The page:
As there is a slight overlap between the dated activity of Phases 4 and 5 it is possible that they represent one period of activity, although for the sake of argument it is assumed that they are not. On this basis, the dates clearly indicate a shifting pattern from light defence to open settlement to more heavily defended settlement, although both the duration and nature of the associated activity within the various phases of enclosure are unclear. There is of course a final phase of undated activity, the backfilling of Ditch 1. The absence of both 18th or 19th century pottery from the fill of the ditch and the site from any 18th or 19th century maps, suggests that it was backfilled before this point and the homogenous nature of the ditch fill indicates that it was rapidly backfilled, but at present there is no indication of when it was undertaken. Although, it seems more likely that such an event took place in antiquity, certainly the absence of any organic stabilisation layer in the ditch fill indicates that it may have happened within a generation of its construction.
The overall sequence at Sheriffside contains many of the elements detected at other enclosed sites in East Lothian (Haselgrove 2009), for example Late Iron Age scooped settlement which could either be open or associated with an enclosure; Early to Late Iron Age defences; the refortification of existing sites in the Roman Iron Age. However, there are a number of key differences: for example the majority of the palisades excavated and dated in the Traprain Law Environs Project are Late Bronze Age in date, although the example from Standingstone did have an Iron Date that was dismissed by excavator as intrusive (op cit, 60). In addition, no single site appears to have had multiple phases of enclosures from the Early Iron Age to the Late Roman Iron. In addition, with the exception of Dunbar (Perry 2005, 25; Haselgrove 2009, 231), no other de novo ditches were dug in East Lothian during the Roman Iron Age. These differences do not contradict the established sequence but certainly establish the potential for previously unknown complexity to reside in unexcavated sites. Certainly more detailed examination of the comparanda reveals interesting patterns.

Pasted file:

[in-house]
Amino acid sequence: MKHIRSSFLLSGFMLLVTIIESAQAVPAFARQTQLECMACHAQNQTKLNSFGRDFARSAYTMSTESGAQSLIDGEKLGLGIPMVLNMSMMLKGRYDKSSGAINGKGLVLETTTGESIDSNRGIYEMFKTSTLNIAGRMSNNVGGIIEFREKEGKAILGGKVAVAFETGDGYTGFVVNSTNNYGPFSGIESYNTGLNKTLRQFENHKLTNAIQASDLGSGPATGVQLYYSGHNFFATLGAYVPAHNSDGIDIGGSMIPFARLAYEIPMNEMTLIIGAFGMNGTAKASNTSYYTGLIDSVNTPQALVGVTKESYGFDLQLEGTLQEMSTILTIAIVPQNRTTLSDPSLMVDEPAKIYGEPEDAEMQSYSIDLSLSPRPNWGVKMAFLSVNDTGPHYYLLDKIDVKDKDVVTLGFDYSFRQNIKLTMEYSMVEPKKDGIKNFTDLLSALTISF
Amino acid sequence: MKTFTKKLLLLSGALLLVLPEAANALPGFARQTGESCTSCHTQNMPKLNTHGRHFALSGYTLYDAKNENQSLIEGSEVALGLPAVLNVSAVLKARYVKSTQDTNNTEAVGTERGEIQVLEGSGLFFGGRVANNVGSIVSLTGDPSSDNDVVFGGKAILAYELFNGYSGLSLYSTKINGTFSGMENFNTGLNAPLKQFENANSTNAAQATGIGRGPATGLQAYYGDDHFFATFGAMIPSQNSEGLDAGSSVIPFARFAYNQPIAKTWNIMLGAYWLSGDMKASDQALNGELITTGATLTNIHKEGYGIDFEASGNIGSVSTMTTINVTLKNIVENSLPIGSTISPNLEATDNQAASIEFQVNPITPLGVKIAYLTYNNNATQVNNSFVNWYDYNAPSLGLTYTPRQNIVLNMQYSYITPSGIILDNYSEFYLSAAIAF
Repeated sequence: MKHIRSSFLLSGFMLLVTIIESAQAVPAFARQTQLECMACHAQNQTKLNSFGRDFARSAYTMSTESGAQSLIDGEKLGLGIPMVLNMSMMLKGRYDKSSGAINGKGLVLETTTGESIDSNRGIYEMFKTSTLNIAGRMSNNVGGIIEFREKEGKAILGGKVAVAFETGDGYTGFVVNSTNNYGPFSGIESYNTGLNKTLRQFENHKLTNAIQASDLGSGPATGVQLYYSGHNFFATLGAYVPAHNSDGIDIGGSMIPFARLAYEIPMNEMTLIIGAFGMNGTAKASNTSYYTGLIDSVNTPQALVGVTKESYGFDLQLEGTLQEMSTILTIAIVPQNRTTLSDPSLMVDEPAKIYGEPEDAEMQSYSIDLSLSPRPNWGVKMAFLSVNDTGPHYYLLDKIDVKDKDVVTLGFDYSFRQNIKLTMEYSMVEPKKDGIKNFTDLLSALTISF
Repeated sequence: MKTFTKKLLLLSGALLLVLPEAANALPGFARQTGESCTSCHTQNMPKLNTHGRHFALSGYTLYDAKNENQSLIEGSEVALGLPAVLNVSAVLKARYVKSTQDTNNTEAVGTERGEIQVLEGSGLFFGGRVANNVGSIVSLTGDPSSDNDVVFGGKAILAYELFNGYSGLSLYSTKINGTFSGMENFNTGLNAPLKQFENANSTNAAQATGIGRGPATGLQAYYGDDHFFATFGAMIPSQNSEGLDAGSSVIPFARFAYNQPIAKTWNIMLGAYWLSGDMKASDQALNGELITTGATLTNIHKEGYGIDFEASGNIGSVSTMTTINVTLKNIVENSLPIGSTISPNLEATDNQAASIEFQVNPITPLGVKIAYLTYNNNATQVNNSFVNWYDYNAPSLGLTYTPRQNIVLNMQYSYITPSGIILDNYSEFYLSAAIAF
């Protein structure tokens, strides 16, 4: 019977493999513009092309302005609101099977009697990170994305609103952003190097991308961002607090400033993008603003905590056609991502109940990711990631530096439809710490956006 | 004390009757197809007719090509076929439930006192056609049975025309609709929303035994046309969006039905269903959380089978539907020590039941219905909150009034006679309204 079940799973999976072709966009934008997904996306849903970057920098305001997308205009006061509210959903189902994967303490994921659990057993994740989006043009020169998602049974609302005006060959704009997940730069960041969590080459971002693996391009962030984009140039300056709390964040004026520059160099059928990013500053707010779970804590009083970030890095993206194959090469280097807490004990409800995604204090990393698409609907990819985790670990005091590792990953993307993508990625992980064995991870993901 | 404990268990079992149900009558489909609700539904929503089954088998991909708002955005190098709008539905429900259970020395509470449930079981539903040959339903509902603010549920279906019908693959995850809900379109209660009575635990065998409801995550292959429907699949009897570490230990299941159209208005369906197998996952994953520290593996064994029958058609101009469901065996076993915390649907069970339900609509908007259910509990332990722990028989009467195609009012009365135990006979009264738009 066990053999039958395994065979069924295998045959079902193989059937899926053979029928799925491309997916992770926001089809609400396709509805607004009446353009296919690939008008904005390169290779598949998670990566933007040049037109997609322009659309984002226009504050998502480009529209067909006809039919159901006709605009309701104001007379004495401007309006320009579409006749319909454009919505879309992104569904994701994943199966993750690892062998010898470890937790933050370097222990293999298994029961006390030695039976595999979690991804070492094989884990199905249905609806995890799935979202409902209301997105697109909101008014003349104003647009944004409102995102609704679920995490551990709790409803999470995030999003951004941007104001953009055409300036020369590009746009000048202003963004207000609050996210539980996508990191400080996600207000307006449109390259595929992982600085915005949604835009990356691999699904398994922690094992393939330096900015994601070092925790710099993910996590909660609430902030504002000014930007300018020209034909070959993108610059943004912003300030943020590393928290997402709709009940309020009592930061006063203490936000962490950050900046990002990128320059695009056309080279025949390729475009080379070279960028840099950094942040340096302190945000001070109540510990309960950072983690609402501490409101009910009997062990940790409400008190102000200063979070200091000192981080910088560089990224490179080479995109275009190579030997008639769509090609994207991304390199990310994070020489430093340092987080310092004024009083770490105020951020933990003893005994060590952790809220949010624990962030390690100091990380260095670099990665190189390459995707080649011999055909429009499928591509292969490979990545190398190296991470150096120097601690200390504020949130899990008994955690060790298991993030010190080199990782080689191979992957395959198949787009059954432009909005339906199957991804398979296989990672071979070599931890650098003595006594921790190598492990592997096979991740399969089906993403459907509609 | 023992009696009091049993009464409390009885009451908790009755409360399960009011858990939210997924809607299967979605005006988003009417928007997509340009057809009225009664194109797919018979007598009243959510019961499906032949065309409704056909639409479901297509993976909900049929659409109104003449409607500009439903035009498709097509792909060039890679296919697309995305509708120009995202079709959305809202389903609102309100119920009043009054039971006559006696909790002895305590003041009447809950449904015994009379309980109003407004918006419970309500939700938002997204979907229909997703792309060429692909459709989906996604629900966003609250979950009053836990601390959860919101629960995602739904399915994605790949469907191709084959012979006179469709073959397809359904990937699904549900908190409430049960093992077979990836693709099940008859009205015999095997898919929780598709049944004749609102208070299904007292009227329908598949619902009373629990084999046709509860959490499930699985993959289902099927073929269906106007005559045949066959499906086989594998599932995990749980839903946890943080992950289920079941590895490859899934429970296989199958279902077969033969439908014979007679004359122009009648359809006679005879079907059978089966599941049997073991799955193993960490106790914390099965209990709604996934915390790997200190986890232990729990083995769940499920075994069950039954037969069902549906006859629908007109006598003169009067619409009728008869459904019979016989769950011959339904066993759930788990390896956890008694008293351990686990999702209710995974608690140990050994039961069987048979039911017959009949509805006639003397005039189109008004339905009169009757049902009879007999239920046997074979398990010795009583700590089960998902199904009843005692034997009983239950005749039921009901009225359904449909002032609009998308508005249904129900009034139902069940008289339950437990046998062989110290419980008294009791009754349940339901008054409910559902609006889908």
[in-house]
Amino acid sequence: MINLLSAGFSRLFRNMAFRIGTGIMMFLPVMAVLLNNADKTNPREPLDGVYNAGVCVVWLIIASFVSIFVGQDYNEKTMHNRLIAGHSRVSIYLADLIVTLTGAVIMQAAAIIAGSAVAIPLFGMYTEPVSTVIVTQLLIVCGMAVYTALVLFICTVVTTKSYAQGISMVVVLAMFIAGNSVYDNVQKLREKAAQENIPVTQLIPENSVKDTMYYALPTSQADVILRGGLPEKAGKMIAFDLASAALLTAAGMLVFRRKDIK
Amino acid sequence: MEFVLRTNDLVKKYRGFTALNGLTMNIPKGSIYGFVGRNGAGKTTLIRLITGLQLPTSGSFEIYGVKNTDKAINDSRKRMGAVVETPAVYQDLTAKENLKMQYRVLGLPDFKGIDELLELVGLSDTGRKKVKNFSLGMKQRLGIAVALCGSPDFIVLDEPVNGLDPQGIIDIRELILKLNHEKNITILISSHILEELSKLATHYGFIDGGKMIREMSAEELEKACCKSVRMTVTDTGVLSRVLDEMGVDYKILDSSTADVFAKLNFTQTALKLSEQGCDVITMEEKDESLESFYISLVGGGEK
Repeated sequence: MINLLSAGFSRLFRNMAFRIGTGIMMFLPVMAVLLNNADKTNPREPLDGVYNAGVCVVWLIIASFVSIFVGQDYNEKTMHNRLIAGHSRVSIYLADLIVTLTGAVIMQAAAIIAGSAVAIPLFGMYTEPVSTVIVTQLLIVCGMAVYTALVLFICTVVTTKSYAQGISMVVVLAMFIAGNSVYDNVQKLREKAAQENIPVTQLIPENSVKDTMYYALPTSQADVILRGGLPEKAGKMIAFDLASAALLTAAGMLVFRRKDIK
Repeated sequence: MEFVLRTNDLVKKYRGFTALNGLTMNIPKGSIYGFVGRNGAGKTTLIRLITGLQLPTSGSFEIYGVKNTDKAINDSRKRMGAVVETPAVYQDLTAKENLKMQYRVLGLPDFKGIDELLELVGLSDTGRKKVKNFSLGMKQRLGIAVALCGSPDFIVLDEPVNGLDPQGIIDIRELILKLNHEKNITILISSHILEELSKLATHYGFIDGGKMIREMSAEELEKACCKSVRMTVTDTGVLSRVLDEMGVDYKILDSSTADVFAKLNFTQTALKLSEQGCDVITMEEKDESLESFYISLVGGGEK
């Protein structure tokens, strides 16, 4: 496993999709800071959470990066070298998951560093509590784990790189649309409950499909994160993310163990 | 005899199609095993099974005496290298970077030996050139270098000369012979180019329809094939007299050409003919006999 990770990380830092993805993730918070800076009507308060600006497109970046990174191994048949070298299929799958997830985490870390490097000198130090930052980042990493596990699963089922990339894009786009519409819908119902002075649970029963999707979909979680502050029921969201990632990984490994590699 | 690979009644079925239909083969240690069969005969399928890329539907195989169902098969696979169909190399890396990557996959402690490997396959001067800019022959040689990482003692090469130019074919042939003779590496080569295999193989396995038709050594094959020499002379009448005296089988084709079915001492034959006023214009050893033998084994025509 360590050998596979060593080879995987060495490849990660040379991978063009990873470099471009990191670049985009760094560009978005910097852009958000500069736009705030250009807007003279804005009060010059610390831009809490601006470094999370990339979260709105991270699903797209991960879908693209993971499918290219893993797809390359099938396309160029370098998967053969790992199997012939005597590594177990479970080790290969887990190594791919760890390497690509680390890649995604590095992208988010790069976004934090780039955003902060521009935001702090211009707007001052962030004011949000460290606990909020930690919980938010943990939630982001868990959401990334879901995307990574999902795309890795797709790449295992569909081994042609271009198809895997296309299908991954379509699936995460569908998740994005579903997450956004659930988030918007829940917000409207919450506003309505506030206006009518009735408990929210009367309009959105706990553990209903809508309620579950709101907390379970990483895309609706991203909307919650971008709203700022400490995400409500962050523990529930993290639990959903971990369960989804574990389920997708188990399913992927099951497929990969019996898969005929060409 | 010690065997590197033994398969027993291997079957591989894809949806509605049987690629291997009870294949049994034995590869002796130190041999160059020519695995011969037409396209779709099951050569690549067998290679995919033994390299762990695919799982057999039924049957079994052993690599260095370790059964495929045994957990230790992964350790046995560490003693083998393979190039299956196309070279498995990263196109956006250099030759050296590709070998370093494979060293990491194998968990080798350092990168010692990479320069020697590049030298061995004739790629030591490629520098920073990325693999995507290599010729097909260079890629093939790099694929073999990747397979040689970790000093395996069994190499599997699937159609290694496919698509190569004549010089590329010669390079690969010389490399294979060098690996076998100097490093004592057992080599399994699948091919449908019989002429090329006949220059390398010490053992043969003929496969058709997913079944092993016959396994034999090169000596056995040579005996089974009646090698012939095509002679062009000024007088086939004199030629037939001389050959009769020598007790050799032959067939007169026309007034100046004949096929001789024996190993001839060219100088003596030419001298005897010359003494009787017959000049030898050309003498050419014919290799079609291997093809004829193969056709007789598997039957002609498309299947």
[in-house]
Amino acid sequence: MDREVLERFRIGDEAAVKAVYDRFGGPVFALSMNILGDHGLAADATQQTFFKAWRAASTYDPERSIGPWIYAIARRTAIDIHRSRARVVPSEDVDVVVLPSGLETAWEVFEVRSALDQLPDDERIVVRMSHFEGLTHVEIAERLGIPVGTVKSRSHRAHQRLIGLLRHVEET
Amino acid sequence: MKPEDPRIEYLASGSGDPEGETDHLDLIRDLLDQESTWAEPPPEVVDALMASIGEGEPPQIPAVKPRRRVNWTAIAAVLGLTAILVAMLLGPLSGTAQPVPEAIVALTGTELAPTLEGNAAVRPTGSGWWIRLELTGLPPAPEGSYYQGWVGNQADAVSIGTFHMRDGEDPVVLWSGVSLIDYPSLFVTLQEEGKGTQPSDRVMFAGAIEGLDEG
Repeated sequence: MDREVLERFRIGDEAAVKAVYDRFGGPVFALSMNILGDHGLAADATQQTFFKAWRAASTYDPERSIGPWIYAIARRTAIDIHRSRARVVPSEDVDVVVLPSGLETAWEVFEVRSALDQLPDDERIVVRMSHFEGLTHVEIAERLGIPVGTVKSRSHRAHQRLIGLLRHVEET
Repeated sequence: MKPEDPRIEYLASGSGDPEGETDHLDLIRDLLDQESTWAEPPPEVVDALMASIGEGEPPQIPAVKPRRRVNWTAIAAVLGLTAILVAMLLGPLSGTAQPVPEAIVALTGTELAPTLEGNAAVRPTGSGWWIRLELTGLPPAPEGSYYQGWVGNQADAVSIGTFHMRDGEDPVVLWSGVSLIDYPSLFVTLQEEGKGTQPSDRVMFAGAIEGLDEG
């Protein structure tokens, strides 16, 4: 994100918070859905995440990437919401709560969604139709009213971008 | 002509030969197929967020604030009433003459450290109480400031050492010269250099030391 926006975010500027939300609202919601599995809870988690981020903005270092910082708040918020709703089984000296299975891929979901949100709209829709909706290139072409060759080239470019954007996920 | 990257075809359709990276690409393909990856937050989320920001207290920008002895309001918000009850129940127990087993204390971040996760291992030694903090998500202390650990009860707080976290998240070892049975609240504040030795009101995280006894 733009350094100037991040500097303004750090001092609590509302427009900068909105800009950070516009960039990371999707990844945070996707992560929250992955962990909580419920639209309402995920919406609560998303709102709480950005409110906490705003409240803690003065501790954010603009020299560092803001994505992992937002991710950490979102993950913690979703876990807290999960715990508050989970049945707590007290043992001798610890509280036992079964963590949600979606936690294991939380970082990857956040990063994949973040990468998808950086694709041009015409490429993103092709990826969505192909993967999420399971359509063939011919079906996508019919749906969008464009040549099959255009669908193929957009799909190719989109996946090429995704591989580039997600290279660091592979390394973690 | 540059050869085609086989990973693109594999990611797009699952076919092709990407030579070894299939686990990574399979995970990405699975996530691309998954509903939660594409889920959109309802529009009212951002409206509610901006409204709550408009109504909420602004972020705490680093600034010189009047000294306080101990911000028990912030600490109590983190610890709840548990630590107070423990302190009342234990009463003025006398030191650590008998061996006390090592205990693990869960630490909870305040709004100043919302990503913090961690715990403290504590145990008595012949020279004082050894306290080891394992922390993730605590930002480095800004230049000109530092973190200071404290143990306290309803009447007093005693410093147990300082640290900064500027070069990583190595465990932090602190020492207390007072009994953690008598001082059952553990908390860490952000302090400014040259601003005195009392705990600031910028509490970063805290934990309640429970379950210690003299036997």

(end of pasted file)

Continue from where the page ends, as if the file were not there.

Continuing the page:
For example, the Dunbar ditch is less than half the size of Ditch 1 (Perry 2005, 25), presumably this can be taken to mean that Sheriffside was a significant location in the Roman Iron Age to Early Medieval period. The absence of Roman finds from the site, is echoed at other contemporary sites, with the exception of Traprain Law (Haselgrove 2009, 231), and certainly raises interesting questions about the function of the Sheriffside enclosure in this period.
We would like to thank Eric Glendinning for suggesting the site and allowing access onto his land, the technical support of the Edinburgh Archaeological Field Society with their geophysical expertise; the advice of the East Lothian Council’s archaeological team; and volunteers of all ages who helped make this possible.
Sheriffside, East Lothian :: Full interim report 2012
Connolly D. and Cook M. et al, 2012, Rampart Scotland Project 003: Sheriffside, Gifford, East Lothian. Data Structure Report (pdf)